Grieg lice numbers down nearly 90%

SHETLAND based Grieg Seafood has recorded a drop of nearly 90 per cent in numbers of adult female sea lice over the last year, the Shetland News reported.
Managing director Grant Cumming said a variety of factors, including new farming methods and colder sea temperatures, had helped to cut numbers of the parasite.
Grieg Seafood harvested 1,201 tonnes during the first quarter of 2018 in its region, which includes the isles as well as Skye, compared to 1,293 tonnes the previous year.
‘We produced a loss for the first quarter, which is disappointing, but we had a very low harvest volume, which is the main reason for showing a loss,’ Cumming said.
But there was an 87 per cent reduction in adult female sea lice in Shetland compared to the first quarter of 2017.
‘We’re making a lot of changes to how we farm fish,’ said Cumming, who recently appeared before the Scottish parliament’s Rural Economy and Connectivity committee, as part of its investigation into salmon farming in Scotland.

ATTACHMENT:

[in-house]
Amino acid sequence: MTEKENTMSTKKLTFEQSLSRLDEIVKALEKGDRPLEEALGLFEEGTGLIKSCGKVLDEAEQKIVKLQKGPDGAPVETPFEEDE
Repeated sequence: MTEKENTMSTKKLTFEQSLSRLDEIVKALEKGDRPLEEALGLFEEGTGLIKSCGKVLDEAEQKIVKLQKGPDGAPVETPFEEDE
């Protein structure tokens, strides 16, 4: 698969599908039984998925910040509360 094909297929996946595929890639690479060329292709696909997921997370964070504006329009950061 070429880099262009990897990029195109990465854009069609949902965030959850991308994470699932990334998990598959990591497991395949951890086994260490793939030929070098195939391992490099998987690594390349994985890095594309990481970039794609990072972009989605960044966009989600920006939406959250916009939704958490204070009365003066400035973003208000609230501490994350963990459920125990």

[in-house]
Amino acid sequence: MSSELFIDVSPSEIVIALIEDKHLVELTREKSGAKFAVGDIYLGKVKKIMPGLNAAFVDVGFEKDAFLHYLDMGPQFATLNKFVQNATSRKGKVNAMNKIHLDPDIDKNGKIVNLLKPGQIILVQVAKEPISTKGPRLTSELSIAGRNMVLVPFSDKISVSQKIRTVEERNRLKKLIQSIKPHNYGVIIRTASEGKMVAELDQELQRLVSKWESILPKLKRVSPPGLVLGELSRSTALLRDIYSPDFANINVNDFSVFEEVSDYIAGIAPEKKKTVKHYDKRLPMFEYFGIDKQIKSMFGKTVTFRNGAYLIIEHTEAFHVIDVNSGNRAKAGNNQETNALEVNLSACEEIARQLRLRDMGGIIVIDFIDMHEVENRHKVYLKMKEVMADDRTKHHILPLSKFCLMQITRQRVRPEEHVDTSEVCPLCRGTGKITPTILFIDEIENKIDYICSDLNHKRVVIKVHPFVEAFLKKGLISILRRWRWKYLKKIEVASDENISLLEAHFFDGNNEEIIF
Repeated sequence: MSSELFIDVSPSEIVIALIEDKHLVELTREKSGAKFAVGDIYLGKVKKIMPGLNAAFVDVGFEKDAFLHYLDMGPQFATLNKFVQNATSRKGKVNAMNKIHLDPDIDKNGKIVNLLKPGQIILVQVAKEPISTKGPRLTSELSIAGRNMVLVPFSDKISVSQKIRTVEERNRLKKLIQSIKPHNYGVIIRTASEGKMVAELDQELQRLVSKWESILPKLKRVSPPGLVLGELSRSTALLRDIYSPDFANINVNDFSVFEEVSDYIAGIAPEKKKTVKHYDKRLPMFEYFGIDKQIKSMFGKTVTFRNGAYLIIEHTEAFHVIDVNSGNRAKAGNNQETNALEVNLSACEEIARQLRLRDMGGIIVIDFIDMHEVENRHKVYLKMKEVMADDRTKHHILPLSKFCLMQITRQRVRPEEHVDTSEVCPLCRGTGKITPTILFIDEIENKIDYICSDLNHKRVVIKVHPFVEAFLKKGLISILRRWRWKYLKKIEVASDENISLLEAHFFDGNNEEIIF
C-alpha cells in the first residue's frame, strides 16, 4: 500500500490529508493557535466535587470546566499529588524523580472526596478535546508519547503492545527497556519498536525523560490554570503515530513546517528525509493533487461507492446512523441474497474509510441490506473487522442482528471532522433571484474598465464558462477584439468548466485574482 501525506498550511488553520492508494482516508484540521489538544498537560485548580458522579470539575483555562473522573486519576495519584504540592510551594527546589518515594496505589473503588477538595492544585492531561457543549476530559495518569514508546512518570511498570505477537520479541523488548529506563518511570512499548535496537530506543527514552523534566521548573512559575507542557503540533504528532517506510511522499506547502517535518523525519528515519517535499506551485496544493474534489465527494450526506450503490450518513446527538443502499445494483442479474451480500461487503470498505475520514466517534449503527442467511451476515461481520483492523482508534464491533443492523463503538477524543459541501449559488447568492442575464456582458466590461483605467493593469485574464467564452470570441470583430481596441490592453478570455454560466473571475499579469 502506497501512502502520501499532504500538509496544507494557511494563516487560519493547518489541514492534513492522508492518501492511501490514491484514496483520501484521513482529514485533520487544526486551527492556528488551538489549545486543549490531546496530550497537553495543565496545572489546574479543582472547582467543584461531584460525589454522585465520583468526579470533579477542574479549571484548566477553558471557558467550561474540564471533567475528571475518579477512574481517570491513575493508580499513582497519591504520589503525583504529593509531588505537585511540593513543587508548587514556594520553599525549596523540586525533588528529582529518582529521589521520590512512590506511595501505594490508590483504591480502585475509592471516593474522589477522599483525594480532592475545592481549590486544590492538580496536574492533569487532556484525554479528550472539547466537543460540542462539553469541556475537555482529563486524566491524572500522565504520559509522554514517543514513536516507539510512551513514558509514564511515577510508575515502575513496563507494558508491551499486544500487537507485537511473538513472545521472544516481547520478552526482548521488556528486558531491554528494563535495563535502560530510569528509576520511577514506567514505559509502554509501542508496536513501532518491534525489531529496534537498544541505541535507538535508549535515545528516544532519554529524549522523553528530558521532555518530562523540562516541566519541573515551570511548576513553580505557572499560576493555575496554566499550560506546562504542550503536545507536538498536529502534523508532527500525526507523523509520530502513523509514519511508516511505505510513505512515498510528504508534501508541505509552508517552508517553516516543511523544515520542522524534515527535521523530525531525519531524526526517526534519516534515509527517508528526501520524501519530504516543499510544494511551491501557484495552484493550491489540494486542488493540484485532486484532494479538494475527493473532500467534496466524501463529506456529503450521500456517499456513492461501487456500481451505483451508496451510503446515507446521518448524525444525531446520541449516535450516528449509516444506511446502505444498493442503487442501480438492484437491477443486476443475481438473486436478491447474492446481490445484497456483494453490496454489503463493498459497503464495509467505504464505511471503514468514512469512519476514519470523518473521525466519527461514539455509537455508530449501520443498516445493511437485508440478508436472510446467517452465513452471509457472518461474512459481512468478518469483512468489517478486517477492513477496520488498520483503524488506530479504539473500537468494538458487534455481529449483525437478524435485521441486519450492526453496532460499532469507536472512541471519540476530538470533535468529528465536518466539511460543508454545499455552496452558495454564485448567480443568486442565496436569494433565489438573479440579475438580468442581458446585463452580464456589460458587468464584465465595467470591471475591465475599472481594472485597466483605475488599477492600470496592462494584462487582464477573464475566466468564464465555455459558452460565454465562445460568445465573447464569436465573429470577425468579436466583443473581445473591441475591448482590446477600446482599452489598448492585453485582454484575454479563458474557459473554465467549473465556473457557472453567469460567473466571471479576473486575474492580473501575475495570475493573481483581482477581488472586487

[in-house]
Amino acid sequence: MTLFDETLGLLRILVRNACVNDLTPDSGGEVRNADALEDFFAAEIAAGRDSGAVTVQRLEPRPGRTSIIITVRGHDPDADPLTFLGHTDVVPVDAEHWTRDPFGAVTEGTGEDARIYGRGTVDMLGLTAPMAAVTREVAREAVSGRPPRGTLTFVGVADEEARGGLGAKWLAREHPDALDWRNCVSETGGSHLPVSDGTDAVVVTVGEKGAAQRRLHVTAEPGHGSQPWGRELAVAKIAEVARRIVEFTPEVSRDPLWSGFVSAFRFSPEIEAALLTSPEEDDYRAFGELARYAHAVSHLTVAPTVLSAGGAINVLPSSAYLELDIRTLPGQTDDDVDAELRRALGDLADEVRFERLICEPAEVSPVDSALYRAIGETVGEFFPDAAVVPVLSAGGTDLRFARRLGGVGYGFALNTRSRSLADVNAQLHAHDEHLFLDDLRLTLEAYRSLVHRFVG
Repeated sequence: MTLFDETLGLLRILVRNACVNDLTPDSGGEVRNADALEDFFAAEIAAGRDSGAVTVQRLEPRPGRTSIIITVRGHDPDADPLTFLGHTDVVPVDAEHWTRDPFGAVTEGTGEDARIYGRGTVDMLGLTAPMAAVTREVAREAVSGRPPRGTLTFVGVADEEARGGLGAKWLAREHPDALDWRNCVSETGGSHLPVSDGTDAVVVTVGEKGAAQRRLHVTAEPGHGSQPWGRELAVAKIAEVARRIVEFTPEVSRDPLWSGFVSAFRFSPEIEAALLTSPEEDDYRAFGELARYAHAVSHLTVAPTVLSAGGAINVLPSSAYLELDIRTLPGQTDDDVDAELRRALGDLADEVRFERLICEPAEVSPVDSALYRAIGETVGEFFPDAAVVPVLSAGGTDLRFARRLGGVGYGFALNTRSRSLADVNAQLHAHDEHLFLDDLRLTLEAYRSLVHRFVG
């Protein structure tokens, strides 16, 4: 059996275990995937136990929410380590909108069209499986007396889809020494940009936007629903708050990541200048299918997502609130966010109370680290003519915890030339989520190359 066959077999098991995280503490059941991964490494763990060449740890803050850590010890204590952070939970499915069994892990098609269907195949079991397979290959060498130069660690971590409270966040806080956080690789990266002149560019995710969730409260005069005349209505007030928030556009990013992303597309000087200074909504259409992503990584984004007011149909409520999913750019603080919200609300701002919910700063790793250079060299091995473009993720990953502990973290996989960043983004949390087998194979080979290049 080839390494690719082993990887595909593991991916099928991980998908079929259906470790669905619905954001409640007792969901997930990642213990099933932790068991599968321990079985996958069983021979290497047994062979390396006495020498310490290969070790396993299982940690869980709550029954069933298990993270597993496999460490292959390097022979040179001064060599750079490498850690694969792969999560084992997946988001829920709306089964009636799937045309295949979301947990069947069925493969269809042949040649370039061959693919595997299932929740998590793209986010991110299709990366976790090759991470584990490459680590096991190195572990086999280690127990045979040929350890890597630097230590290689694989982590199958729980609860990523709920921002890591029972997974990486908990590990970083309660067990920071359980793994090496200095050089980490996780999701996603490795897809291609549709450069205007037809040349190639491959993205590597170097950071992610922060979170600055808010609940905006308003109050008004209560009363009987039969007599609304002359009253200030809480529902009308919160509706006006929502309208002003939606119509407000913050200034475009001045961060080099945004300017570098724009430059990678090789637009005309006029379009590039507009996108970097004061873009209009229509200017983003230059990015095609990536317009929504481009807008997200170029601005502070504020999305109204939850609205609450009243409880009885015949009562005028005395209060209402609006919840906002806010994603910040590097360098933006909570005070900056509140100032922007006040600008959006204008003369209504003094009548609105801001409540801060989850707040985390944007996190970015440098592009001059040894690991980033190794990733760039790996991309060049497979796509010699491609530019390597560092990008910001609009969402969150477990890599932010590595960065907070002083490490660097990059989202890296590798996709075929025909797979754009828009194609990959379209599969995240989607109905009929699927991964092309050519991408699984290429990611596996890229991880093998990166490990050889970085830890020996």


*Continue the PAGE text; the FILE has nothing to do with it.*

He explained to MSPs that he had consolidated Grieg’s operations, reducing the number of active farms, to help bring lice numbers in Shetland under control.
He told the Shetland News yesterday: ‘So there’s longer fallow periods, and farm management agreements with our neighbours that are more robust than they were in the past.
‘But in addition to that, being able to treat our sea lice with freshwater has made a big difference to us too.’
Cumming added that the sea in and around Shetland has been colder than the last four or five years – below seven degrees for the most of March – which has stunted the growth of lice.
‘Other things that we’re doing is that we’re using a lot of cleaner fish to eat sea lice off our salmon, so going forward all our sites will be stocked with cleaner fish,’ he said.
‘And most of sites are being stocked as well with something called a sea lice skirt, which is a six metre deep tarpaulin which goes around the pen.’
Grieg’s accounts, meanwhile, were down by an extra £900,000 due to a feed barge sinking in Skye in November.
Cumming said it is unclear why the barge sunk and confirmed that it will be raised in the summer.
Picture: Grieg Seafood managing director Grant Cumming